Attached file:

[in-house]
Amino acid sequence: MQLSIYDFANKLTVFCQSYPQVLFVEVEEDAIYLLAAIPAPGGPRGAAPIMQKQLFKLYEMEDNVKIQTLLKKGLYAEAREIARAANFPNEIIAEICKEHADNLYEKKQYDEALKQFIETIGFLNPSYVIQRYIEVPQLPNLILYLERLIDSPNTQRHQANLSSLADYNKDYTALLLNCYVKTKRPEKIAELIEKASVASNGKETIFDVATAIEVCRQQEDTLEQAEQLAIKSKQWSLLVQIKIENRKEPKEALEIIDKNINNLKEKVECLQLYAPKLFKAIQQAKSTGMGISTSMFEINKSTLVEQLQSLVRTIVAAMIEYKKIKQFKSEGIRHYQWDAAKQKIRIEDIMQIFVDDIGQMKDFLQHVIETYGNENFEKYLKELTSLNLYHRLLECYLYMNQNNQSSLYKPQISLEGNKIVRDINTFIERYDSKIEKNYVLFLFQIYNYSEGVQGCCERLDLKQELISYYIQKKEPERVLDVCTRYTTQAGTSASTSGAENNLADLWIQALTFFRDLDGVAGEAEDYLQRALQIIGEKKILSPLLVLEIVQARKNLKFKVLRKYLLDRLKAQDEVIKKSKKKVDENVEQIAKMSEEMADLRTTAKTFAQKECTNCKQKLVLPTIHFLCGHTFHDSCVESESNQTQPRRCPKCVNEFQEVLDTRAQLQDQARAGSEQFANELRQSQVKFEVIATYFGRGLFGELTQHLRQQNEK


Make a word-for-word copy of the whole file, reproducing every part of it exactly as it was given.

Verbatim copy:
[in-house]
Amino acid sequence: MQLSIYDFANKLTVFCQSYPQVLFVEVEEDAIYLLAAIPAPGGPRGAAPIMQKQLFKLYEMEDNVKIQTLLKKGLYAEAREIARAANFPNEIIAEICKEHADNLYEKKQYDEALKQFIETIGFLNPSYVIQRYIEVPQLPNLILYLERLIDSPNTQRHQANLSSLADYNKDYTALLLNCYVKTKRPEKIAELIEKASVASNGKETIFDVATAIEVCRQQEDTLEQAEQLAIKSKQWSLLVQIKIENRKEPKEALEIIDKNINNLKEKVECLQLYAPKLFKAIQQAKSTGMGISTSMFEINKSTLVEQLQSLVRTIVAAMIEYKKIKQFKSEGIRHYQWDAAKQKIRIEDIMQIFVDDIGQMKDFLQHVIETYGNENFEKYLKELTSLNLYHRLLECYLYMNQNNQSSLYKPQISLEGNKIVRDINTFIERYDSKIEKNYVLFLFQIYNYSEGVQGCCERLDLKQELISYYIQKKEPERVLDVCTRYTTQAGTSASTSGAENNLADLWIQALTFFRDLDGVAGEAEDYLQRALQIIGEKKILSPLLVLEIVQARKNLKFKVLRKYLLDRLKAQDEVIKKSKKKVDENVEQIAKMSEEMADLRTTAKTFAQKECTNCKQKLVLPTIHFLCGHTFHDSCVESESNQTQPRRCPKCVNEFQEVLDTRAQLQDQARAGSEQFANELRQSQVKFEVIATYFGRGLFGELTQHLRQQNEK